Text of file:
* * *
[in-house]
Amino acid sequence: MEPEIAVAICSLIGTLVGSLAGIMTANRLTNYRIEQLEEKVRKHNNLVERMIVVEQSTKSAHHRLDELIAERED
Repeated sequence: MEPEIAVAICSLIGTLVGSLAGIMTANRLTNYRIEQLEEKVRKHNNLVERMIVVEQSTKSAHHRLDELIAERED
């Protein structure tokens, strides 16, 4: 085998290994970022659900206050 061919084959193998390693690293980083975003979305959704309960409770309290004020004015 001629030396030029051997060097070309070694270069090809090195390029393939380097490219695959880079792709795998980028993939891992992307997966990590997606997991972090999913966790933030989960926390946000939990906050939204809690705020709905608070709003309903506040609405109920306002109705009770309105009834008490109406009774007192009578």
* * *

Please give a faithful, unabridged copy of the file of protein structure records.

[in-house]
Amino acid sequence: MEPEIAVAICSLIGTLVGSLAGIMTANRLTNYRIEQLEEKVRKHNNLVERMIVVEQSTKSAHHRLDELIAERED
Repeated sequence: MEPEIAVAICSLIGTLVGSLAGIMTANRLTNYRIEQLEEKVRKHNNLVERMIVVEQSTKSAHHRLDELIAERED
């Protein structure tokens, strides 16, 4: 085998290994970022659900206050 061919084959193998390693690293980083975003979305959704309960409770309290004020004015 001629030396030029051997060097070309070694270069090809090195390029393939380097490219695959880079792709795998980028993939891992992307997966990590997606997991972090999913966790933030989960926390946000939990906050939204809690705020709905608070709003309903506040609405109920306002109705009770309105009834008490109406009774007192009578």